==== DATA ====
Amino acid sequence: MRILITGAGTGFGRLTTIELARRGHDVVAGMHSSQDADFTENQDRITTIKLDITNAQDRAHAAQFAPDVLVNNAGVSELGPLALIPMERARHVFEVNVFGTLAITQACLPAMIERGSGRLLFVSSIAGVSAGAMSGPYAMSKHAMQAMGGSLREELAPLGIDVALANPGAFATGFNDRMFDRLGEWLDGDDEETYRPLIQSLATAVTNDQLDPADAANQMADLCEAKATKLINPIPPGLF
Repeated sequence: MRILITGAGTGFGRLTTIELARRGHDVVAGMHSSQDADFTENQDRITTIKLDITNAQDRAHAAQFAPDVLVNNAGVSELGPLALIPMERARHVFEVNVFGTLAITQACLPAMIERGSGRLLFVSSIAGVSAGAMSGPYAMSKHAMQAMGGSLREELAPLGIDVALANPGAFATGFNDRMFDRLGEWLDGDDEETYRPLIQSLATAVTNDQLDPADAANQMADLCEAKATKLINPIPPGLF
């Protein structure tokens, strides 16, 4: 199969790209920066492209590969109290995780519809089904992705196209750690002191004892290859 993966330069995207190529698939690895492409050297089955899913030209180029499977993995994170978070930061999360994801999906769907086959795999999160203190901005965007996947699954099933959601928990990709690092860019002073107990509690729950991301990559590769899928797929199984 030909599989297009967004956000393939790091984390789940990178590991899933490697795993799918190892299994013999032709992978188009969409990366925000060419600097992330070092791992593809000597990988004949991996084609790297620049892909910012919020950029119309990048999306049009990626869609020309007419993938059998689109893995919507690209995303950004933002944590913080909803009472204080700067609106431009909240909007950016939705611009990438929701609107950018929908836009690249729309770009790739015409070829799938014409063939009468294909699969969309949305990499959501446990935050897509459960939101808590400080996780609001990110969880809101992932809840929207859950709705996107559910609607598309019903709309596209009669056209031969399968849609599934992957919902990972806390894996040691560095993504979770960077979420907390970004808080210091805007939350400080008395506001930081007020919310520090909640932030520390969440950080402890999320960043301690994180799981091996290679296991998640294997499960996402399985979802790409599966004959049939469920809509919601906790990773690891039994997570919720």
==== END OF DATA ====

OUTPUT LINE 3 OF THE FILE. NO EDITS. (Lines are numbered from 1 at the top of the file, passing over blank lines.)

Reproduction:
């Protein structure tokens, strides 16, 4: 199969790209920066492209590969109290995780519809089904992705196209750690002191004892290859 993966330069995207190529698939690895492409050297089955899913030209180029499977993995994170978070930061999360994801999906769907086959795999999160203190901005965007996947699954099933959601928990990709690092860019002073107990509690729950991301990559590769899928797929199984 030909599989297009967004956000393939790091984390789940990178590991899933490697795993799918190892299994013999032709992978188009969409990366925000060419600097992330070092791992593809000597990988004949991996084609790297620049892909910012919020950029119309990048999306049009990626869609020309007419993938059998689109893995919507690209995303950004933002944590913080909803009472204080700067609106431009909240909007950016939705611009990438929701609107950018929908836009690249729309770009790739015409070829799938014409063939009468294909699969969309949305990499959501446990935050897509459960939101808590400080996780609001990110969880809101992932809840929207859950709705996107559910609607598309019903709309596209009669056209031969399968849609599934992957919902990972806390894996040691560095993504979770960077979420907390970004808080210091805007939350400080008395506001930081007020919310520090909640932030520390969440950080402890999320960043301690994180799981091996290679296991998640294997499960996402399985979802790409599966004959049939469920809509919601906790990773690891039994997570919720």